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An Introduction to PPC Marketing

Get it right and pay-per-click (PPC) advertising will be a powerful tool in your arsenal. Who wouldn’t want a steady flow of traffic to their key webpages?

Unfortunately, if you get it wrong, you will end up pumping money into a black hole. Countless professionals have tried their hand with PPC advertising, only to see no returns. It’s common to hear people say this strategy is too expensive, too technical or too time consuming.

Sound familiar? Now is the time to leave these PPC myths behind you. With the right knowledge and know-how, any business can utilise Google Ads to launch a profitable PPC campaign.

Read on for our complete guide to Google Ads for your business.

What is Google Ads and who is it for?

Google Ads (formerly AdWords) is a platform which allows you to advertise on Google’s search engine results page. Adverts typically appear above the organic search results and receive 41% of clicks as a result. For searches with high commercial intent (people looking to buy something) this figure rises to a whopping 65%, leaving organic search results competing for just 35% of clicks.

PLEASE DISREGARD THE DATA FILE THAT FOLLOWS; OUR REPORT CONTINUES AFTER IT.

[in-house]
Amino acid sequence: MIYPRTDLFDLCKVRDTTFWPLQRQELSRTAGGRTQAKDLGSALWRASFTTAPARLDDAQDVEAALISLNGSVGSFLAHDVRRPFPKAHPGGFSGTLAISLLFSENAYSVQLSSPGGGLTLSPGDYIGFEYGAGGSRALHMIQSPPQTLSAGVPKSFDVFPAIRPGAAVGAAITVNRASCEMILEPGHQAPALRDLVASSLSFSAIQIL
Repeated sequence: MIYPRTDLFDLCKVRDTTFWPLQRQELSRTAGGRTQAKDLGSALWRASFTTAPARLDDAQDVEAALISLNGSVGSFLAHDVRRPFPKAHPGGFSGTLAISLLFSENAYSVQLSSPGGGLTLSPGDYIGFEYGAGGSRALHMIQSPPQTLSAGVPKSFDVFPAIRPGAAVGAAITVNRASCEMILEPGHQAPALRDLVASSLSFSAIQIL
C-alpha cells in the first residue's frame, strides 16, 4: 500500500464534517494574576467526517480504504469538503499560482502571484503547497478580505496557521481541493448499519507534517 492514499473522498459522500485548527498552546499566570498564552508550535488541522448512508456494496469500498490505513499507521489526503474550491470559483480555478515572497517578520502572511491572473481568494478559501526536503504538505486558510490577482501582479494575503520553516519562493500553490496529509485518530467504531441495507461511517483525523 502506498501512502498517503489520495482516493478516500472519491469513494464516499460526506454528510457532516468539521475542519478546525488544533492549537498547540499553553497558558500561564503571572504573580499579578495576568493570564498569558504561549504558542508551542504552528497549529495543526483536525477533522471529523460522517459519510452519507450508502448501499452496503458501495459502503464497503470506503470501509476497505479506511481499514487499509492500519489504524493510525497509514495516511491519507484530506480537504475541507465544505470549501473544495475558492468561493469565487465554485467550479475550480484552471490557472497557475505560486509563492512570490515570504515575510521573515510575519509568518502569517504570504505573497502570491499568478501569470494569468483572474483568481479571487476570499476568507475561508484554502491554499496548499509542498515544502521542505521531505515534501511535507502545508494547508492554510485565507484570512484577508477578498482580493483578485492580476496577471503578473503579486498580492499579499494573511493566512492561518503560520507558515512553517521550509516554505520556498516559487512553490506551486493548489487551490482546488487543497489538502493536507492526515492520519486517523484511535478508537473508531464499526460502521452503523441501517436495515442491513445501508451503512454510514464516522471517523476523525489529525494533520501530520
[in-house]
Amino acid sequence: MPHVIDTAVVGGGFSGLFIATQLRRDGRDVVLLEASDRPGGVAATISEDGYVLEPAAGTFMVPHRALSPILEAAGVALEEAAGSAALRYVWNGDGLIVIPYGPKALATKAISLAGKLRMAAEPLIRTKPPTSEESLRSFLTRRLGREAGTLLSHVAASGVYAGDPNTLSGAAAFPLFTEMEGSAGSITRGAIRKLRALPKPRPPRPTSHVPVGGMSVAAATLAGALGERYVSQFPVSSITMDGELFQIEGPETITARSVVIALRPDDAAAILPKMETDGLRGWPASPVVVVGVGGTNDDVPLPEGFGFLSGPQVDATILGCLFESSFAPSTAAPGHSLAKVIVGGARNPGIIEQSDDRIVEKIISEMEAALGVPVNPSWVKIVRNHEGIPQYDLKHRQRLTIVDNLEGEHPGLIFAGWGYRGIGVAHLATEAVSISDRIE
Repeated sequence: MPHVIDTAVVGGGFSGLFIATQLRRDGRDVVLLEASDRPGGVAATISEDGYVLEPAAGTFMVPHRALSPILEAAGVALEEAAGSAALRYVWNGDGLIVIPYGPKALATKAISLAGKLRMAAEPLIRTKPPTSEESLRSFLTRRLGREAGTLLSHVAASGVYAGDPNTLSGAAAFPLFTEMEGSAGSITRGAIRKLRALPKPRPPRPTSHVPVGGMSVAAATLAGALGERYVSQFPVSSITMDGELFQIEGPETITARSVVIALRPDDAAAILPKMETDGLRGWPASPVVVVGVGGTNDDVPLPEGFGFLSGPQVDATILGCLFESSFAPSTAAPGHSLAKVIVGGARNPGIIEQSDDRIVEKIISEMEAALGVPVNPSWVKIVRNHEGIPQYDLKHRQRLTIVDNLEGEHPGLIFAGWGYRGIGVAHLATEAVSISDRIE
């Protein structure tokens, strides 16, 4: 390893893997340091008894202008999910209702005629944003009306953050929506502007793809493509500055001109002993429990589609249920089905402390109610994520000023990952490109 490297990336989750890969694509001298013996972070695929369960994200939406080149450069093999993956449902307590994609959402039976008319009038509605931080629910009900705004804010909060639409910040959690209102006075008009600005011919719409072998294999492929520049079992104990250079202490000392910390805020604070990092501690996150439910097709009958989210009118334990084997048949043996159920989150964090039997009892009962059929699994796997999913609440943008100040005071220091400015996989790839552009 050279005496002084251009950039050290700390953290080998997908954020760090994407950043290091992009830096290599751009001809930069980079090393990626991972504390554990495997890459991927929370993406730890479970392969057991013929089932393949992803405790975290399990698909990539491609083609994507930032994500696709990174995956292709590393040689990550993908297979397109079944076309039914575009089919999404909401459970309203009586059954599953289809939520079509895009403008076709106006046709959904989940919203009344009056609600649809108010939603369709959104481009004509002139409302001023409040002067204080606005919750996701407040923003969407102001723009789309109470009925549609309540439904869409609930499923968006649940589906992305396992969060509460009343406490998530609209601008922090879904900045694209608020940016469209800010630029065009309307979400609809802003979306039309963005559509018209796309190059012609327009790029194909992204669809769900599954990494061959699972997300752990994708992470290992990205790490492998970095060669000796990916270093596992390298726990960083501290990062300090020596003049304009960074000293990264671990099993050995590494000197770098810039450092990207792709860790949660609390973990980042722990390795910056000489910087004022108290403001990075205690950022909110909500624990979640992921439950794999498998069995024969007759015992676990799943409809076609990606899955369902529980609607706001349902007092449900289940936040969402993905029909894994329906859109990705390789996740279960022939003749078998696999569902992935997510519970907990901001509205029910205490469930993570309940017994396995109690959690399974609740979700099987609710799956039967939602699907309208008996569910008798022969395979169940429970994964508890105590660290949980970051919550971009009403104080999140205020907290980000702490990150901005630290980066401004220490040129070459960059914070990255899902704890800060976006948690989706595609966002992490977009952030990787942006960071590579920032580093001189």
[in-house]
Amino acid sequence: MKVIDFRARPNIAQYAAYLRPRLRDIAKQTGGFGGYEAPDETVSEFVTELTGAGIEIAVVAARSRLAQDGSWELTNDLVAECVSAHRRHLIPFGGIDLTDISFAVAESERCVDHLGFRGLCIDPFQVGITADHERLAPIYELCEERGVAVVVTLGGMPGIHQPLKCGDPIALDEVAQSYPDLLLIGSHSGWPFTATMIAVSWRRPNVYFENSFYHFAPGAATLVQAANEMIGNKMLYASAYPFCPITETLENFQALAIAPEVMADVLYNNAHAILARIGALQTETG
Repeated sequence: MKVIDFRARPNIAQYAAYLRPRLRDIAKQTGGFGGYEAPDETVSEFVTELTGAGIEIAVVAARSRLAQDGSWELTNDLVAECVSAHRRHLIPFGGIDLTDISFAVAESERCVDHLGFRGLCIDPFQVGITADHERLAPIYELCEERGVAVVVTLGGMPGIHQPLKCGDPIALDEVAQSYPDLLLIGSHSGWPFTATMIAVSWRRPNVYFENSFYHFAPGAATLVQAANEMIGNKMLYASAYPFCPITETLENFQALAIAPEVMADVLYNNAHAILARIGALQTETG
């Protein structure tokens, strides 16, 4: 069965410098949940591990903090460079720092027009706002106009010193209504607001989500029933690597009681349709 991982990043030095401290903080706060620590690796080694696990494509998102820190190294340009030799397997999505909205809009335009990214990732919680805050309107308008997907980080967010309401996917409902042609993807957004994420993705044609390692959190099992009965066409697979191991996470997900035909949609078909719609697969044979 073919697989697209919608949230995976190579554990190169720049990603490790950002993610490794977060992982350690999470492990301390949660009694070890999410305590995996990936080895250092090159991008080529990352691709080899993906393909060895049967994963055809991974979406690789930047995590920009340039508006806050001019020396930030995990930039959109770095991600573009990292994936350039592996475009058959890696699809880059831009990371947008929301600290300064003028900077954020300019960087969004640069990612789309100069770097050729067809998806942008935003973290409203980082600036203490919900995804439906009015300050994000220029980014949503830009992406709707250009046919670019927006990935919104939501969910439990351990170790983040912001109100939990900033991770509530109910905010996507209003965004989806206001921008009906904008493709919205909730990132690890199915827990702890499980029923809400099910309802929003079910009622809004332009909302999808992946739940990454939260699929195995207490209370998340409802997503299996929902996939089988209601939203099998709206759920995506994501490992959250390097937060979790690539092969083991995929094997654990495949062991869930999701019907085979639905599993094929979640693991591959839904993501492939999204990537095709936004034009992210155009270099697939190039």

But it’s not just retailers who can use Google Ads. The platform can be used to advertise specific products and services or your company more broadly – depending on what users are searching for. Rather than paying for the spot itself, advertisers pay for each click on their ad. That’s why it’s so important to target the right customers with relevant products and services.

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Keyword research

The first step in any successful PPC campaign is nailing down the right keywords and phrases. These are the search terms your ads will target when searched on Google. Essentially, they’re what you will base your whole campaign around, as you want people who search for them to click on your ad.

Google’s Keyword Planner allows you to find and compare keywords based on a range of topics. Each key phrase comes with its own search volume, competition level and a typical price per click based on those factors. But it’s not just a case of choosing the most searched phrase or those with low competition.

The phrases you target need to be relevant to your products or services. They can’t be too broad, for instance, as clicks are unlikely to convert into customers. That’s why getting into your target market’s mind-set is a key step in the keyword research process.

PPC ad copy

Copy is at the heart of your PPC ad, so it needs to be punchy and effective. After all, you only get 30 characters for headlines and 90 characters for descriptions. Within this, there are a range of features you should include, as well as some key structural elements: